Another reason for Uzbekistan not to get involved in kin-minority support and especially not to encourage ethnic-Uzbeks to resettle in Uzbekistan or to extend citizenship or residency to them, like Hungary has done for transborder Magyars, has to do with the state economy. Uzbekistan already has problems creating enough jobs inside Uzbekistan for its current citizens. Millions of Uzbekistanis migrate abroad for work, to Russia, Kazakhstan, South Korea and other parts of the world. Of course, Tashkent would not want another couple of million ethnic Uzbeks moving into the country and burdening the government even further. Currently, the official unemployment rate is at 8.9 percent. Unofficially, it is reported to be higher. The national poverty rate is at 14 percent while in some regions it is as high as 19 percent. The necessary integration programs also would cost. Tashkent simply does not need additional expenses.
As mentioned above, Mirziyoyev has been trying to connect with the successful diaspora in the West, because those individuals bring political and economic benefits. Ethnic Uzbeks in neighboring Central Asian countries cannot offer much. They are already marginalized in their own countries and far less educated and globally connected than the diaspora Tashkent is trying to reach out to.
One of the strongest imperatives, however, for Tashkent to avoid developing and employing kin-minority policies is that it might compromise Uzbekistan’s relationship with its neighbors. Uzbekistan is a double-landlocked country and having good relationships with its neighbors is essential, especially for trade. It is difficult and expensive to trade via air-routes alone. Although Uzbekistan is self-sufficient in the production of goods and services, having access to the wider world presents more opportunities and a greater variety of goods and services. Playing a nationality card and offering help and support to Uzbek communities in neighboring countries might alter Uzbekistan’s amicable relationship with those states.
Central Asian countries are already “nervous” about Uzbeks and Uzbekistan. Uzbeks are the most populous ethnicity in the region and Uzbekistan commands the biggest military power in the region. Tashkent cannot commence large scale support programs for ethnic Uzbeks in neighboring countries without triggering security concerns in those adjacent states.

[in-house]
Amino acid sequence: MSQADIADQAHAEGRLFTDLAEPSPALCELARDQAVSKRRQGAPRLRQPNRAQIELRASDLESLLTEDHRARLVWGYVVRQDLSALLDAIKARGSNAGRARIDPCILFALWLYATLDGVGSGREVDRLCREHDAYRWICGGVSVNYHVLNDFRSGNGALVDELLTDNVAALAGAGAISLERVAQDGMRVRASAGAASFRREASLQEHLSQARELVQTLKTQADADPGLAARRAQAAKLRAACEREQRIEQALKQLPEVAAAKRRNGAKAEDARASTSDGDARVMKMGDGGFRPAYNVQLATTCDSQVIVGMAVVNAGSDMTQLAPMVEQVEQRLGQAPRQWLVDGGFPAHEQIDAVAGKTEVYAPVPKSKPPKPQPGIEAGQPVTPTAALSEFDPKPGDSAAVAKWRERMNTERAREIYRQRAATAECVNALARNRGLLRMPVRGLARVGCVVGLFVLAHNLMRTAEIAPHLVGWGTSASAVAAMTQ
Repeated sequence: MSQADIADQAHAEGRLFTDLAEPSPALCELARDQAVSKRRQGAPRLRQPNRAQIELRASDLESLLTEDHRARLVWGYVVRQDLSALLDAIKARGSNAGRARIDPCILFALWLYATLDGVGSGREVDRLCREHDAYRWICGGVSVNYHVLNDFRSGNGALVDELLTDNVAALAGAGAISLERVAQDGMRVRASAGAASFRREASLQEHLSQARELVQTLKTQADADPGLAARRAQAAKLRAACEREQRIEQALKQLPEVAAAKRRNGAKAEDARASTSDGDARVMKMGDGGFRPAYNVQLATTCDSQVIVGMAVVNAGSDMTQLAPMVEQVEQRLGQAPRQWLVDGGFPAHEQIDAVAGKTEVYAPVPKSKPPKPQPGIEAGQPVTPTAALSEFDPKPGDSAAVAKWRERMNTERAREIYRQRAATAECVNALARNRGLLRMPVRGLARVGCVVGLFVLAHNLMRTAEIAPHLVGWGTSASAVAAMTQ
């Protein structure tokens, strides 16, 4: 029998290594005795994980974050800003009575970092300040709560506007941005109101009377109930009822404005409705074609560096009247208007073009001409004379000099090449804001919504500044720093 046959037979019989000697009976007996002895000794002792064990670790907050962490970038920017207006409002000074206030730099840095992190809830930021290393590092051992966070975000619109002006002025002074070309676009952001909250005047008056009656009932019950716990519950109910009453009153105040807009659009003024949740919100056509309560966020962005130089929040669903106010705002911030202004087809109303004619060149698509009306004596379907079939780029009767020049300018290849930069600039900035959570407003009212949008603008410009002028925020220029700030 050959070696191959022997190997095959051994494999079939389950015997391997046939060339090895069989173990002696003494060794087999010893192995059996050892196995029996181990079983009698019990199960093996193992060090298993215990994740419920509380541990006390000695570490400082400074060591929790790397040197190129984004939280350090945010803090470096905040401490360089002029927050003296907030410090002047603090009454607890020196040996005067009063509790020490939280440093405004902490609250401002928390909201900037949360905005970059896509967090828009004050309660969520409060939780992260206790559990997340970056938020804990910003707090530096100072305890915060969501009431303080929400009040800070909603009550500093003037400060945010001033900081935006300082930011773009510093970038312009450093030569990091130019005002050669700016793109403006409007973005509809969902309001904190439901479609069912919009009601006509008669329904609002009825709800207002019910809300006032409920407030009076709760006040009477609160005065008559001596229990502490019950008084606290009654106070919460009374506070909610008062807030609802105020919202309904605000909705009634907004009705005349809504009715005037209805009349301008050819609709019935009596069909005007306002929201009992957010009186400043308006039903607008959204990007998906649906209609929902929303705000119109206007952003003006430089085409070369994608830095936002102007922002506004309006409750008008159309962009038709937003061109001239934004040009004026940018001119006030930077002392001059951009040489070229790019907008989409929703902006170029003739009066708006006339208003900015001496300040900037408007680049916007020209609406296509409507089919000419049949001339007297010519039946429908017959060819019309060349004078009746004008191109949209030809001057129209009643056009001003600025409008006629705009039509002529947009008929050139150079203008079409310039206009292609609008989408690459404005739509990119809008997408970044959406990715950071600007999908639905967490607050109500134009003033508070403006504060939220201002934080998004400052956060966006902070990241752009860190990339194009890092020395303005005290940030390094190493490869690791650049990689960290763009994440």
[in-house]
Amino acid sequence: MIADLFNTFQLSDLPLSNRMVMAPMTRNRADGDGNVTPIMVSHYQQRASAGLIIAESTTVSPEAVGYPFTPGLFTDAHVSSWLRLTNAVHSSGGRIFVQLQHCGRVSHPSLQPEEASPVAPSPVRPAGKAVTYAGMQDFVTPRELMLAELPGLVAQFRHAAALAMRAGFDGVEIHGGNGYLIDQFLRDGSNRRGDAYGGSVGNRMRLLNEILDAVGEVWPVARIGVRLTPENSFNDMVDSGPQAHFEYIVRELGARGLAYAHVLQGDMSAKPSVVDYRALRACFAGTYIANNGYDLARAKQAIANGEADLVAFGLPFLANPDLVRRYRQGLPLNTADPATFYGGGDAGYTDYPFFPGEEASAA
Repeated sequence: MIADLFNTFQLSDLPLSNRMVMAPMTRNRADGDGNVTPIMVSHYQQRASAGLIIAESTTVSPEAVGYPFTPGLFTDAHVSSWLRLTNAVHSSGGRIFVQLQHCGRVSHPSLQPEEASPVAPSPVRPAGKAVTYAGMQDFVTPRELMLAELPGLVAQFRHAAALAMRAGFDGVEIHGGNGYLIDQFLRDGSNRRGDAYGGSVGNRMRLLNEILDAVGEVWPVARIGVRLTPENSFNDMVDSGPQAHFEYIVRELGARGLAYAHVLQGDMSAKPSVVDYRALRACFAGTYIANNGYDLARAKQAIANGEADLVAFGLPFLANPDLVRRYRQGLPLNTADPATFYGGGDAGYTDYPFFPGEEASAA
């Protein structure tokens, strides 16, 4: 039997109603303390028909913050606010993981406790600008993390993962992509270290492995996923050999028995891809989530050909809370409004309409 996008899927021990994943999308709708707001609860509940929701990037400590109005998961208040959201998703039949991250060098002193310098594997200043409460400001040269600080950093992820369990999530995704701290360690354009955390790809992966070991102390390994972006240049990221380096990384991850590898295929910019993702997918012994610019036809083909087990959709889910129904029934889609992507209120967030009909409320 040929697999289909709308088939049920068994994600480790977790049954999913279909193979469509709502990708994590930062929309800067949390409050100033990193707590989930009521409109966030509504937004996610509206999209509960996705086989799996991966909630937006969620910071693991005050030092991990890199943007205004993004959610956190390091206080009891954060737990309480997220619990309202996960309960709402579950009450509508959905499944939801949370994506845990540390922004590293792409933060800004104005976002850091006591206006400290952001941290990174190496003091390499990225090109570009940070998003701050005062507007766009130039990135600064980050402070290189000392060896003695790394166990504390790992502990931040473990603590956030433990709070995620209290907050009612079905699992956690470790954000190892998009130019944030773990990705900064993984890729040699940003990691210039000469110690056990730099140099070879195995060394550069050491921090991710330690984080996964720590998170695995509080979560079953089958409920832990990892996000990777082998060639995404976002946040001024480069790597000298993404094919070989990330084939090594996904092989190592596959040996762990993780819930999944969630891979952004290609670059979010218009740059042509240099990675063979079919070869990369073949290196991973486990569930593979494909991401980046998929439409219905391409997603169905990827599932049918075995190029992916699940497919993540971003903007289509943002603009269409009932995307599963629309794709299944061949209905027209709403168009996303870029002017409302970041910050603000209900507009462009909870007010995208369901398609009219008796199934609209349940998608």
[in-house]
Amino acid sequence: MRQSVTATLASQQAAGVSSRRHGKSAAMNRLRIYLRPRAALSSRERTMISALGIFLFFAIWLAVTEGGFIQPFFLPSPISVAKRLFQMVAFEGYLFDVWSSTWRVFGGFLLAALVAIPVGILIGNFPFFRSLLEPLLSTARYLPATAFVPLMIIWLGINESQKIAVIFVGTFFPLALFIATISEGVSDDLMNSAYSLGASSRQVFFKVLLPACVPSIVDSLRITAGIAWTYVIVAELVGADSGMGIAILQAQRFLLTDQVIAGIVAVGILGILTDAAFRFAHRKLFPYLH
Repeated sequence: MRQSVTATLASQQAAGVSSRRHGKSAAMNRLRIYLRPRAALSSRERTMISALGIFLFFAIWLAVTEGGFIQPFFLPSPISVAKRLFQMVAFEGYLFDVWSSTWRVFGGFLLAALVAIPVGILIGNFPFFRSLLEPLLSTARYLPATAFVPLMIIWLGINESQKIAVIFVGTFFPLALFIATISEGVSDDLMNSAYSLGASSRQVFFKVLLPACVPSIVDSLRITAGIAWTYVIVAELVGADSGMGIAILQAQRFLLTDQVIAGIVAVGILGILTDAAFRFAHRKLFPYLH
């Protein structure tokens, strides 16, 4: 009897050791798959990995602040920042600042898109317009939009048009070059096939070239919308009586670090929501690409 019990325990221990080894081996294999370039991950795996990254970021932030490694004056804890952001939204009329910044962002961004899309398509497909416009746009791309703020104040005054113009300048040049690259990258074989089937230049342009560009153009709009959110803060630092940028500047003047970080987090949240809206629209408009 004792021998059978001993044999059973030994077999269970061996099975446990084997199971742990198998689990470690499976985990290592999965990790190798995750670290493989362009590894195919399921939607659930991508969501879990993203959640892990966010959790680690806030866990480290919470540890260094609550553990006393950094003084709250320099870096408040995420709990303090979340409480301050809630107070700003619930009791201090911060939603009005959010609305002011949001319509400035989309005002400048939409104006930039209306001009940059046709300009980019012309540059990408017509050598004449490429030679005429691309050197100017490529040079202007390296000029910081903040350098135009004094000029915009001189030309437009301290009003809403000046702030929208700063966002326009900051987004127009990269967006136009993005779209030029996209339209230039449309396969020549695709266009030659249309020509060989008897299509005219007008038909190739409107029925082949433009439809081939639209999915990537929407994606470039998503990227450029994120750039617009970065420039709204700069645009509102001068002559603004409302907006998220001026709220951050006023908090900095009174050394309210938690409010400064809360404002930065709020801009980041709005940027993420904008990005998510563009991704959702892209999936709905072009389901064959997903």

Given the above reasons, there’s no reason to assume the present government in Uzbekistan will actively seek to build a stronger relationship with transborder ethnic Uzbeks solely because of their shared culture and ethnicity any time soon. If a more nationalistic government came into power in the future, Tashkent’s position toward its kin-ethnics might change. But it is important to keep in mind that when regimes use nationalistic rhetoric to gain support, their promises are not always translated into consistent state policy. For example, neighboring Tajikistan’s President Emomali Rahmon resorts to nationalistic rhetoric quite often and he is even called the “savior of all Tajiks in the world.” He talks a lot about the suffering of ethnic Tajiks in Afghanistan, but in reality, he has allowed very few Tajiks from Afghanistan to permanently move to Tajikistan.
Another incentive could be a popular demand from within Uzbekistan. If people in the country start advocating for moral and material support for ethnic Uzbeks abroad, the government may change course. Uzbeks in Uzbekistan are in touch with ethnic Uzbeks abroad on a family level if they have relatives in neighboring countries or on business or friendship level. This is especially true in the Ferghana Valley. But that’s it. Apart from familial ties, Uzbeks in Uzbekistan may become sympathetic toward ethnic Uzbeks in times of tumult, such as ethnic violence targeting such communities. In 2010, during the ethnic clashes in Kyrgyzstan, there was overwhelming support from Uzbeks in Uzbekistan, whether they had a relative in Kyrgyzstan or not. Military commanders were reportedly even ready to go to Osh and protect ethnic Uzbeks. But Tashkent did not give such an order. Instances of public empathy remain unpredictable, and not all cases trigger such a strong response. There is not widespread sympathy toward the plight of ethnic Uzbeks residing along the southern border in Afghanistan, for example, at least not that we can openly observe.
This article is based on the author’s recent master’s thesis, available here. The author thanks Bruce Pannier, Dr. Edward Lemon, Temur Umarov, and other Central Asia studies scholars and journalists who participated in the research but asked to remain anonymous.